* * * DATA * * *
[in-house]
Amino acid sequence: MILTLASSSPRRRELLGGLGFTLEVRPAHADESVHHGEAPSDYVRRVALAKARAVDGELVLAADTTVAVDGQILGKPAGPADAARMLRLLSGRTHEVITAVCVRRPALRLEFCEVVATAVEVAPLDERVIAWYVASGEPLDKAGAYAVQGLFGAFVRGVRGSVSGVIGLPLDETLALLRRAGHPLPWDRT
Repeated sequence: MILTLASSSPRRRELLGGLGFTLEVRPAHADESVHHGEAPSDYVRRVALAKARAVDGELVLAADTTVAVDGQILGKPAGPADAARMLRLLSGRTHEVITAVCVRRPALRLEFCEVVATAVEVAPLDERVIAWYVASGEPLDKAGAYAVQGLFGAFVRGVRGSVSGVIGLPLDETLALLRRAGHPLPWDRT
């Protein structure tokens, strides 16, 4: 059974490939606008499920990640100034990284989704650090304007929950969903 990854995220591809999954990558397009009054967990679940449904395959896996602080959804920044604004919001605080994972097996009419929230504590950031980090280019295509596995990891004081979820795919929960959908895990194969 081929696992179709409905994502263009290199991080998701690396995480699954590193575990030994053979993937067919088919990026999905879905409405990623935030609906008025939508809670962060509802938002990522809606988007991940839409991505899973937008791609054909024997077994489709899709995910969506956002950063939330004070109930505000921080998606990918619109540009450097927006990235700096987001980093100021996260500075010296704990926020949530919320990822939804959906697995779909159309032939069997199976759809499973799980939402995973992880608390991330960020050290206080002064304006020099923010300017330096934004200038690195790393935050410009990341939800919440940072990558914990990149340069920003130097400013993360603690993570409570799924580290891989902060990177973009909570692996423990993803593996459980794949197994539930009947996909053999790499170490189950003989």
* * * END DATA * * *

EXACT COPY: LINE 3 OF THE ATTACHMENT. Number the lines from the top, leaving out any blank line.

Repeated sequence: MILTLASSSPRRRELLGGLGFTLEVRPAHADESVHHGEAPSDYVRRVALAKARAVDGELVLAADTTVAVDGQILGKPAGPADAARMLRLLSGRTHEVITAVCVRRPALRLEFCEVVATAVEVAPLDERVIAWYVASGEPLDKAGAYAVQGLFGAFVRGVRGSVSGVIGLPLDETLALLRRAGHPLPWDRT